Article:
An events-planning mother and a cruise-line-executive father is the formula that produces an artist son who stages parades, Ben Fain. (He fondly recalls reading “Discipline and Punish” on the lido deck). As a parade organizer himself, Ben isn’t interested in the art-parade trend, initiated by New York’s Deitch Projects in 2005, because he thinks the art context neuters what a parade is all about. “Cézanne doesn’t hold a candle” to nineteenth-century Mardi Gras float designs, he says.
Perhaps like a cruise-ship vacation, a parade is most enjoyable when it celebrates gluttony and fantasy. So for his most recent parade designs Ben used rats as the major thematic element. Rats are “insatiable and highly adaptable,” says Ben. Citing an experiment from the 1970s, where two rats were given plentiful resources in a large but contained area, and which resulted in overpopulation, rape, infanticide and cannibalism, he found them to be the perfect metaphor for humanity’s global drain. The first rat parade was staged at Chicago’s annual Boystown Halloween parade, and the licentious setting certainly upheld the rat’s symbolic association.
Then, a viewer at the Halloween parade drafted Ben to help create floats for an annual Mardi Gras competition at a seniors-only retirement community in Florida. For two and a half months they kept Ben as their “secret weapon,” and although the rat costumes were to be the basis for the parade, the participants brought their own handiwork to the project. A blanket was knit for a live pet rat. Someone who hadn’t left his trailer for a month joined in. The event became a group collaboration and an experiment in goodwill, and it seems to have changed the way Ben sees himself as an artist, shifting from a gallery focus to a community enabler. “I feel like I could do this my whole life,” he says.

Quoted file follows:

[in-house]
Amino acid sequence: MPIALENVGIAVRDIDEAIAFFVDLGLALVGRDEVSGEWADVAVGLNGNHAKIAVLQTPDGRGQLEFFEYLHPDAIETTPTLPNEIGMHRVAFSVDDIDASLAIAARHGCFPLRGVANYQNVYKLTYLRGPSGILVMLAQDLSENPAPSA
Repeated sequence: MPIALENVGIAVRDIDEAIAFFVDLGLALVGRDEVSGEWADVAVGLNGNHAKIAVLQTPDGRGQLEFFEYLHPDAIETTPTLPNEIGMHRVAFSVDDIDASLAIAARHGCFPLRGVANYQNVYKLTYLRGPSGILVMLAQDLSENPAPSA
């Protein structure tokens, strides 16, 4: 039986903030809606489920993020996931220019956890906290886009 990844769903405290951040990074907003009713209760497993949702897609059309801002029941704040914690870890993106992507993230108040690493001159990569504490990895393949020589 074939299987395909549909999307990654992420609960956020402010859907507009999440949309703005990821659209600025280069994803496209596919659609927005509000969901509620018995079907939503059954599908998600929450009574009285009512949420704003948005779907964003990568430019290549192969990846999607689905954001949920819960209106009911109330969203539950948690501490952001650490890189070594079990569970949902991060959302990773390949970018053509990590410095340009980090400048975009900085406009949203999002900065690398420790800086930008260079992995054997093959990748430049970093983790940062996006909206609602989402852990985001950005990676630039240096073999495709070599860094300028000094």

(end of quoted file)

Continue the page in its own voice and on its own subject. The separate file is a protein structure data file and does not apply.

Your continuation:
As a former graffiti artist (he once painted an entire tanker car pink), Ben has come to relish all the necessary pyrotechnic permits, city forms, fundraising and promotion as part of the fun—parades, at heart, celebrate a legal or moral order by poking holes in it.
Working publicly is starting to come naturally to Ben, who co-runs an apartment exhibition space called Alogon. There, the gallery owners ask outside curators or artists to hold exhibitions in a sort of free space for people to work. Alogon has been one of the more successful artist-run exhibition spaces in Chicago in recent years. Although it’s a world apart from the senior-citizens-community parade in Florida, they’re joined by Ben’s celebration of man-made possibility. www.benfain.com